Shhh! How to Keep Your Conversations with Your Attorney Private
Friday, November 04, 2016By Richard Alexander
The relationship between a lawyer and his or her client is very nearly sacred. Really. Although lawyers sometimes get a bad rap, many of us are out there every day fighting for our clients’ rights. Recognizing this, all states have adopted what is known as the lawyer-client privilege. If you are working with a lawyer on a matter involving legal advice, it’s in your best interest to understand the basics of what this privilege is and how it works.
The underpinnings of the lawyer-client privilege are two principles, both of which affect the quality of the attorney-client relationship:
- Clients must be able to confide in their attorneys.
- Lawyers must have all relevant information to allow them to provide proper legal advice.
To advance these important interests, California law gives certain communications between a lawyer and his or her client a special status known as a privilege. The communications may be in any form: written, including emails, letters, and texts; and oral, face-to-face communications.
When the communication is confidential and is for the purpose of seeking or giving legal advice, it falls within the lawyer-client privilege. This means that the other party in a lawsuit can rarely ever learn about the substance of those communications. While there are a few exceptions under state law, they are rare.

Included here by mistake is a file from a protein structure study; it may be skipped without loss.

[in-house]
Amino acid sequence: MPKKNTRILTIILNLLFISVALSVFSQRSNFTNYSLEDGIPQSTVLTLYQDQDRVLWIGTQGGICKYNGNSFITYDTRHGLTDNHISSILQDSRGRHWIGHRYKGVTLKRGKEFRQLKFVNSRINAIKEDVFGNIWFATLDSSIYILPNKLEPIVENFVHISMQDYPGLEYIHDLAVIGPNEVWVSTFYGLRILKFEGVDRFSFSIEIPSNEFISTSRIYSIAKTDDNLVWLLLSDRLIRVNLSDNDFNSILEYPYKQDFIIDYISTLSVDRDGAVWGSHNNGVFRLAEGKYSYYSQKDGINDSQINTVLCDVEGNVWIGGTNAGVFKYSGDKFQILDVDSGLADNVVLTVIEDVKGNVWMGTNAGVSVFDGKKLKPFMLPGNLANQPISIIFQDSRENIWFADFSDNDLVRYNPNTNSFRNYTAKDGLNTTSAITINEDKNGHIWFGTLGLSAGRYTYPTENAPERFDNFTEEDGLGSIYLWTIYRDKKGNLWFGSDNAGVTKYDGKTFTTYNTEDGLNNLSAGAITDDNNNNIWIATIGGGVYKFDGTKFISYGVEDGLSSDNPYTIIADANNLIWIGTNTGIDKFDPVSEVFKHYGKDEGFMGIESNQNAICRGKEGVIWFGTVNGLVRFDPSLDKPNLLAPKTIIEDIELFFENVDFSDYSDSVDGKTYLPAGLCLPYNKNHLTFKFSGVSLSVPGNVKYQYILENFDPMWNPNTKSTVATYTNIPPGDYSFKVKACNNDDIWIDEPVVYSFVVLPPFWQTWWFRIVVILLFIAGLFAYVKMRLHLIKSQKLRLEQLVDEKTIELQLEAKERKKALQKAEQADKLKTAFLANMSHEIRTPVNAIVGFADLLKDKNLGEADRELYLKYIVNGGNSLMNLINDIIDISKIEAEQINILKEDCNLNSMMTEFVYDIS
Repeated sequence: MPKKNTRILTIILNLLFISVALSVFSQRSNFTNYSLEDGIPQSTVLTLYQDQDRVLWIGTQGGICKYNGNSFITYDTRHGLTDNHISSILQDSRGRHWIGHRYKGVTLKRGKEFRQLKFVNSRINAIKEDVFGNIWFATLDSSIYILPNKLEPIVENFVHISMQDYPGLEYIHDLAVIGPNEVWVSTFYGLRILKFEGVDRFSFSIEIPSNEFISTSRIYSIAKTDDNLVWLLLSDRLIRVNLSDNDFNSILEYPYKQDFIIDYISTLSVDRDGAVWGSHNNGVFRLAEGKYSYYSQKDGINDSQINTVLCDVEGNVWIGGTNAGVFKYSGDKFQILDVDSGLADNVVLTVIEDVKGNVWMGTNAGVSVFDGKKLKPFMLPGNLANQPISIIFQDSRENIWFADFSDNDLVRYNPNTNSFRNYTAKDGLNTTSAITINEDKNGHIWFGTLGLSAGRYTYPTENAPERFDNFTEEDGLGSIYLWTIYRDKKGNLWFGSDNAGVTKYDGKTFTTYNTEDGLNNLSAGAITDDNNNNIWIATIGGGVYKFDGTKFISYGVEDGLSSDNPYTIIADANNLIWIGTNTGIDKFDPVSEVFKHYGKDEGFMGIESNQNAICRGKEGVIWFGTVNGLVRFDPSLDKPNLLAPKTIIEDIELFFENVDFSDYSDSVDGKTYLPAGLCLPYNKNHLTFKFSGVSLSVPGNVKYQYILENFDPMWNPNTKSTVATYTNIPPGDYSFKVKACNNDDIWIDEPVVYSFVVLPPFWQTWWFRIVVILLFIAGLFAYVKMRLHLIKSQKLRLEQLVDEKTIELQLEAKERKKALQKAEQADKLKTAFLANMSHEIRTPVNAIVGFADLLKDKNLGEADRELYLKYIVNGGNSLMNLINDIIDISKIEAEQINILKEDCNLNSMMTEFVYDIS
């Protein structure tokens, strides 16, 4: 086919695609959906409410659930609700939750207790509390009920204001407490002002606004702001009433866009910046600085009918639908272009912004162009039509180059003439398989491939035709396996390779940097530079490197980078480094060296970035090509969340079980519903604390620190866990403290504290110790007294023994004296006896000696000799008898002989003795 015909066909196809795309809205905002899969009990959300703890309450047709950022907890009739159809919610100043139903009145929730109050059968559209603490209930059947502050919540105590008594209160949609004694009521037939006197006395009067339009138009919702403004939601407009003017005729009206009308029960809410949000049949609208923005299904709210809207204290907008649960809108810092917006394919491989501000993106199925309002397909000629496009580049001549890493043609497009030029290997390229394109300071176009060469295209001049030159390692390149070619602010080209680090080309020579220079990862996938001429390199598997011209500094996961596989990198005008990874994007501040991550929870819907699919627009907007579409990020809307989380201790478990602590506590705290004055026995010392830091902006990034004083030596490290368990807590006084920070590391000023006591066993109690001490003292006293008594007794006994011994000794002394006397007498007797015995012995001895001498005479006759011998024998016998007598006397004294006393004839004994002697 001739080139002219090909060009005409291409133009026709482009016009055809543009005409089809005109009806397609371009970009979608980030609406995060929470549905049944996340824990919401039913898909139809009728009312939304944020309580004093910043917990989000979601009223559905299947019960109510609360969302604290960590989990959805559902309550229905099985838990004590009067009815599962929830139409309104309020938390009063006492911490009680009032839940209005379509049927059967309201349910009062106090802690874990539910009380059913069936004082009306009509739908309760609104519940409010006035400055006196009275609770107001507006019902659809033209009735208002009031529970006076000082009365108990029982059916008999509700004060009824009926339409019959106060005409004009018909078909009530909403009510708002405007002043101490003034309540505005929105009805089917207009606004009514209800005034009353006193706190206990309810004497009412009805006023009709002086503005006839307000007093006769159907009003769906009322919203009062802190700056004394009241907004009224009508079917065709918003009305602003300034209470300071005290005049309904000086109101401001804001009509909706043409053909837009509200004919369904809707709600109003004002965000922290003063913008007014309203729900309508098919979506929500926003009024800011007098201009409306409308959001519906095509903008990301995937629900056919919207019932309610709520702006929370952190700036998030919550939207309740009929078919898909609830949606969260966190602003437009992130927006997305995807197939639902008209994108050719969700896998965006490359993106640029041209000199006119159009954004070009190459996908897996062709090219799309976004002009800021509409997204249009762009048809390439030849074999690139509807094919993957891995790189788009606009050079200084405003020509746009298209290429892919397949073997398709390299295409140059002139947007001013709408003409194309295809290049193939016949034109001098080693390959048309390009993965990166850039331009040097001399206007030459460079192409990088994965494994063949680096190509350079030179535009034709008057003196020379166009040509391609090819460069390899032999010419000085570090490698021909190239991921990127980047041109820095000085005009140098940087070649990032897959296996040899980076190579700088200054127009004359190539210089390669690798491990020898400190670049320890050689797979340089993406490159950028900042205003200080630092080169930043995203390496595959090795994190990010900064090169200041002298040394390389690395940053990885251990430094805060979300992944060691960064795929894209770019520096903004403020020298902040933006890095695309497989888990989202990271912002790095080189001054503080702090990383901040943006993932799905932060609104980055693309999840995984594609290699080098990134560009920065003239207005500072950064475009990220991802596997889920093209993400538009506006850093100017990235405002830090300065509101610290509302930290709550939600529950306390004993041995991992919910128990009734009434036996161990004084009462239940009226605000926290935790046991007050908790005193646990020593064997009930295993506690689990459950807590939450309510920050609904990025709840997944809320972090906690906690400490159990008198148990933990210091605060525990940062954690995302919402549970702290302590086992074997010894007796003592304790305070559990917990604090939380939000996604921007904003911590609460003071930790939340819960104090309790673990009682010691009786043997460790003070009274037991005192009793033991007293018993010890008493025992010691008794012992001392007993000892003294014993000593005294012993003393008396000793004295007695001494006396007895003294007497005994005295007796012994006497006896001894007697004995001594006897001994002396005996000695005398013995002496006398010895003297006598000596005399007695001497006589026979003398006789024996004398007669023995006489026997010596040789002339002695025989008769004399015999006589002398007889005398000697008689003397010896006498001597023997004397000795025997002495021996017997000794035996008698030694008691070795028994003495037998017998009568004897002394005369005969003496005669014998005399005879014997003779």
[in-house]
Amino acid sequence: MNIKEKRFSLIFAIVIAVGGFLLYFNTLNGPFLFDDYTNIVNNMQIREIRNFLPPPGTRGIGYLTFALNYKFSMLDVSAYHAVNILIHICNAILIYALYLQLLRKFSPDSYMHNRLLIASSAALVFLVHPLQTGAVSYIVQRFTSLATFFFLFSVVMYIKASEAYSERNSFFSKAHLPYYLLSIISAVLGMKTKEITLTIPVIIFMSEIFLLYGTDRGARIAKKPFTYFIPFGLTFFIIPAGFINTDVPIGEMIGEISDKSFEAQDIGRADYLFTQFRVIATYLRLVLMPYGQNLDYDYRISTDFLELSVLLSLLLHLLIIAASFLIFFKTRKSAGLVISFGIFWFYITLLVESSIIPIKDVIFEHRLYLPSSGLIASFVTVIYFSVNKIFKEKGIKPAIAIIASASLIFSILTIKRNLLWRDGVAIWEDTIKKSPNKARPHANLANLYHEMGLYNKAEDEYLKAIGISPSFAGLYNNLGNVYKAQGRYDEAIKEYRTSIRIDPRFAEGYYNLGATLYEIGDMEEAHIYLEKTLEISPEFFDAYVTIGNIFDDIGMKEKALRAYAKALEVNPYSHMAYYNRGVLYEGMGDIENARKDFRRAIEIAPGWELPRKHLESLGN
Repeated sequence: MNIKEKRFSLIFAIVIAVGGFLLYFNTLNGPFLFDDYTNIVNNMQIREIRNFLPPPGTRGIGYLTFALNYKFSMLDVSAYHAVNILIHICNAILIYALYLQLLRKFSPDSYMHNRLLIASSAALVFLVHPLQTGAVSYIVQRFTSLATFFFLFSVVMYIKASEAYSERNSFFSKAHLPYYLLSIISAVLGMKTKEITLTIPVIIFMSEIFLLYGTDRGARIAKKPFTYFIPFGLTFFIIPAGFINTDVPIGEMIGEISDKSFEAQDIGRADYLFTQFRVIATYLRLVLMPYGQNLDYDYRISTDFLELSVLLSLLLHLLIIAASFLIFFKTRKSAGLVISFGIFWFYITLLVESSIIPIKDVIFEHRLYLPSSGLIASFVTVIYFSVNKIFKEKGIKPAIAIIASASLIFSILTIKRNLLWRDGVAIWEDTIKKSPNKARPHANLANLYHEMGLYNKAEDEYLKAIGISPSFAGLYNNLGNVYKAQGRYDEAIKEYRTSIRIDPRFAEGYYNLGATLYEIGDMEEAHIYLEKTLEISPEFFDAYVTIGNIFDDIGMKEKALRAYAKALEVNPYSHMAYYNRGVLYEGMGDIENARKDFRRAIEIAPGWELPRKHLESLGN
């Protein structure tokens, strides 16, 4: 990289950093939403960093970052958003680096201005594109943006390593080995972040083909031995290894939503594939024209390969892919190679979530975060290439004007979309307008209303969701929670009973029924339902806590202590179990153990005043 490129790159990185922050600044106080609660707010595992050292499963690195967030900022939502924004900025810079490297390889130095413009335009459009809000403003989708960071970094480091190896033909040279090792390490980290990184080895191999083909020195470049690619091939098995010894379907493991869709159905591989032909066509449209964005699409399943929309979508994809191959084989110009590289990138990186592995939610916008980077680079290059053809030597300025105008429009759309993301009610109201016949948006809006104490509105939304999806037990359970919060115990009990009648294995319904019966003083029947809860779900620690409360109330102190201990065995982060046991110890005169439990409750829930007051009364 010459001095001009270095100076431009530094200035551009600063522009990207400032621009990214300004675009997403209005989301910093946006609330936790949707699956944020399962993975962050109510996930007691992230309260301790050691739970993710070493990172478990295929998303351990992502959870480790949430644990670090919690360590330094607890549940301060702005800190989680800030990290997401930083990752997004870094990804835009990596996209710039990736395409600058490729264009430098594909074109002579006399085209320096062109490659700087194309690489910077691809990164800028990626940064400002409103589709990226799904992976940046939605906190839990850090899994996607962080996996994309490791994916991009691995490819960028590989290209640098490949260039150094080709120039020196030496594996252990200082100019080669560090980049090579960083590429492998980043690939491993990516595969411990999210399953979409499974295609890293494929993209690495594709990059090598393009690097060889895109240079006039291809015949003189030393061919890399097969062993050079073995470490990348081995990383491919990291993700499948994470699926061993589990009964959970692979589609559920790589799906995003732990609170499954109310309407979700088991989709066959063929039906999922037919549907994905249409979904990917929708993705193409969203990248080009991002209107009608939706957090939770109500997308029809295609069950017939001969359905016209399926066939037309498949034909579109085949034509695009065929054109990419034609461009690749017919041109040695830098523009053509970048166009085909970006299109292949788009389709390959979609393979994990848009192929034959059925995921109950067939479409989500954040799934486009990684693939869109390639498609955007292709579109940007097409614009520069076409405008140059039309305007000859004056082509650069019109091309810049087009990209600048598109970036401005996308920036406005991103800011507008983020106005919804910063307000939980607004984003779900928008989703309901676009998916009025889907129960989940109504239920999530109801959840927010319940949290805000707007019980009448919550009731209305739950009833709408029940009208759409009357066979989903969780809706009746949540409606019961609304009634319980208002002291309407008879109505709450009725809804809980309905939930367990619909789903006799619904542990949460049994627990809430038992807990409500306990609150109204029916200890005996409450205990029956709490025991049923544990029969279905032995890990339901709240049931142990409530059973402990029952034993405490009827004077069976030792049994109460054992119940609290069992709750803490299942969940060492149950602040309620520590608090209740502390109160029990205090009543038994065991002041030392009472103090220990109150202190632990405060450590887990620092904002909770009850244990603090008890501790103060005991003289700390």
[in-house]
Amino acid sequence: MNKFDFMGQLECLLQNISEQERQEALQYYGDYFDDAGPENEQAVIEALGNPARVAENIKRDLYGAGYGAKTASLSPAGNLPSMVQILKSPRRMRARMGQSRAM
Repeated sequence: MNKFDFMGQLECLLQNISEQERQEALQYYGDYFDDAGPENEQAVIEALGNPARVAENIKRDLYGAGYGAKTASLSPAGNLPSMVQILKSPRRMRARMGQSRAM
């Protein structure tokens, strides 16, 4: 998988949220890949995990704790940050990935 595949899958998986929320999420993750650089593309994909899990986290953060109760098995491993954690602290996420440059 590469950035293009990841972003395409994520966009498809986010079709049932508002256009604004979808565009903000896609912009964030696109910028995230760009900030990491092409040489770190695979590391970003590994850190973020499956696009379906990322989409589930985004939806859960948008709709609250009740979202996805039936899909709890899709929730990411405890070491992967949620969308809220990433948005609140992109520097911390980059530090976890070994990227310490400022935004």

To ensure that your confidential communications with your attorney keep their privilege, both of you must treat them as confidential. Here are some tips for how to do that:
- Do not talk in a public place where your confidential communications may be overheard by someone else.
- Do not tell people about your confidential communications with your lawyer.
- Do not show others confidential written communications to or from your lawyer.
- Keep your confidential communications in a place where others will not see them or have access to them.
- Do not forward emails from your lawyer or post information on social media, such as Facebook.
Remember that your relationship with your lawyer is important and be honest with your lawyer about all of the facts when you seek legal advice. It’s especially important to share the facts that you think may be harmful to your case. This allows your lawyer to be ready to deal with those facts if they come up in your lawsuit.
You can rely on the San Francisco personal injury attorneys at Alexander Law Group, LLP to guide you through the difficult time that follows a serious injury. We are here for our clients and will passionately seek appropriate compensation for you as the result of your injuries or those of your loved ones. Contact us today for a free case evaluation.